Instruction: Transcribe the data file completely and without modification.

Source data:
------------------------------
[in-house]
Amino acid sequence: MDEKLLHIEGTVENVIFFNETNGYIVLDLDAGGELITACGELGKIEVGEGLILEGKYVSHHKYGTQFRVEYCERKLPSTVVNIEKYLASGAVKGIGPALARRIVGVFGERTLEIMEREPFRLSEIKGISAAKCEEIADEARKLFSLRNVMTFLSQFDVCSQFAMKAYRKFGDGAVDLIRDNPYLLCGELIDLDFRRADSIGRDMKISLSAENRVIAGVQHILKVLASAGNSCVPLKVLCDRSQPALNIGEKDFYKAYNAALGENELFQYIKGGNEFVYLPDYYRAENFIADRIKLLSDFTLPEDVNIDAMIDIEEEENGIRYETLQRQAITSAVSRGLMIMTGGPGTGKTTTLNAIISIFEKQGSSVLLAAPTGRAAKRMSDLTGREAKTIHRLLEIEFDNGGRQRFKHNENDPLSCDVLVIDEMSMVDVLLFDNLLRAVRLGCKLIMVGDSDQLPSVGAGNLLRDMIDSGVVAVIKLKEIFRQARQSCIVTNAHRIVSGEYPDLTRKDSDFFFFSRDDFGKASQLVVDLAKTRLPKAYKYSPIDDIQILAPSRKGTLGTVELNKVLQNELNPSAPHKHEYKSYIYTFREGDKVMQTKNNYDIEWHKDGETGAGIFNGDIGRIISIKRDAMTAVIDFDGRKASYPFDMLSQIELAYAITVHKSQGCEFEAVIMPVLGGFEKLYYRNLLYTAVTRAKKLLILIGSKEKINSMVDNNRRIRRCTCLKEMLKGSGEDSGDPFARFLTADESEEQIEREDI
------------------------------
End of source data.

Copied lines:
[in-house]
Amino acid sequence: MDEKLLHIEGTVENVIFFNETNGYIVLDLDAGGELITACGELGKIEVGEGLILEGKYVSHHKYGTQFRVEYCERKLPSTVVNIEKYLASGAVKGIGPALARRIVGVFGERTLEIMEREPFRLSEIKGISAAKCEEIADEARKLFSLRNVMTFLSQFDVCSQFAMKAYRKFGDGAVDLIRDNPYLLCGELIDLDFRRADSIGRDMKISLSAENRVIAGVQHILKVLASAGNSCVPLKVLCDRSQPALNIGEKDFYKAYNAALGENELFQYIKGGNEFVYLPDYYRAENFIADRIKLLSDFTLPEDVNIDAMIDIEEEENGIRYETLQRQAITSAVSRGLMIMTGGPGTGKTTTLNAIISIFEKQGSSVLLAAPTGRAAKRMSDLTGREAKTIHRLLEIEFDNGGRQRFKHNENDPLSCDVLVIDEMSMVDVLLFDNLLRAVRLGCKLIMVGDSDQLPSVGAGNLLRDMIDSGVVAVIKLKEIFRQARQSCIVTNAHRIVSGEYPDLTRKDSDFFFFSRDDFGKASQLVVDLAKTRLPKAYKYSPIDDIQILAPSRKGTLGTVELNKVLQNELNPSAPHKHEYKSYIYTFREGDKVMQTKNNYDIEWHKDGETGAGIFNGDIGRIISIKRDAMTAVIDFDGRKASYPFDMLSQIELAYAITVHKSQGCEFEAVIMPVLGGFEKLYYRNLLYTAVTRAKKLLILIGSKEKINSMVDNNRRIRRCTCLKEMLKGSGEDSGDPFARFLTADESEEQIEREDI